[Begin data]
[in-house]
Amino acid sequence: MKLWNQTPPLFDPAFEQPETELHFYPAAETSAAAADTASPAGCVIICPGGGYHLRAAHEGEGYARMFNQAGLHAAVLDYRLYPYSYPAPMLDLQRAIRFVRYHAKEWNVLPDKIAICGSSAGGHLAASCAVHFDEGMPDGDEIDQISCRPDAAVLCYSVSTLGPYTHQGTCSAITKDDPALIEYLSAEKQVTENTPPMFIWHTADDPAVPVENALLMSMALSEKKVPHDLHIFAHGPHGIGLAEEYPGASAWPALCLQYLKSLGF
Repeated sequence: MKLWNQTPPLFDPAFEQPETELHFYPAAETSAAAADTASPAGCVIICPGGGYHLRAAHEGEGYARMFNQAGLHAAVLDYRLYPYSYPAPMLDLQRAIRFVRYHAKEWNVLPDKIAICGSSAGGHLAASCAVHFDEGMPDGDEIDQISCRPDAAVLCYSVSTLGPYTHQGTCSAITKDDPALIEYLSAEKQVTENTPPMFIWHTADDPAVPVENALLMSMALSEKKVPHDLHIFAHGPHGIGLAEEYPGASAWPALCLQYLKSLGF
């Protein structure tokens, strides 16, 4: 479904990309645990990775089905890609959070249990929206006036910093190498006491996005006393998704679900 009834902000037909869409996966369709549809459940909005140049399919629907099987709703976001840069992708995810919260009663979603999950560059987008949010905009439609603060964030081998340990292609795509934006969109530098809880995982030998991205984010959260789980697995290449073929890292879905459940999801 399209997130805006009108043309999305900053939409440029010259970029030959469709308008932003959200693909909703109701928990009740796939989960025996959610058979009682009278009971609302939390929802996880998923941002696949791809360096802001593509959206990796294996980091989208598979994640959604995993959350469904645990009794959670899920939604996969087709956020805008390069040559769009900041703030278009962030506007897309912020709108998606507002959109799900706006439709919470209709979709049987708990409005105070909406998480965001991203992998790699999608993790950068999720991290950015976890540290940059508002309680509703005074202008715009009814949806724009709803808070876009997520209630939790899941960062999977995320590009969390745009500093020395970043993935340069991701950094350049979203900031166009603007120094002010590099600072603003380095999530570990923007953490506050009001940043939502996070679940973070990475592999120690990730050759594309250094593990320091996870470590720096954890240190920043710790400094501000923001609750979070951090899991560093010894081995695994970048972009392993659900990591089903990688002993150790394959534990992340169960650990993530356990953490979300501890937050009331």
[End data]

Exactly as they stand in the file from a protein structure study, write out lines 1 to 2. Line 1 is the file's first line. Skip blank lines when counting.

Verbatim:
[in-house]
Amino acid sequence: MKLWNQTPPLFDPAFEQPETELHFYPAAETSAAAADTASPAGCVIICPGGGYHLRAAHEGEGYARMFNQAGLHAAVLDYRLYPYSYPAPMLDLQRAIRFVRYHAKEWNVLPDKIAICGSSAGGHLAASCAVHFDEGMPDGDEIDQISCRPDAAVLCYSVSTLGPYTHQGTCSAITKDDPALIEYLSAEKQVTENTPPMFIWHTADDPAVPVENALLMSMALSEKKVPHDLHIFAHGPHGIGLAEEYPGASAWPALCLQYLKSLGF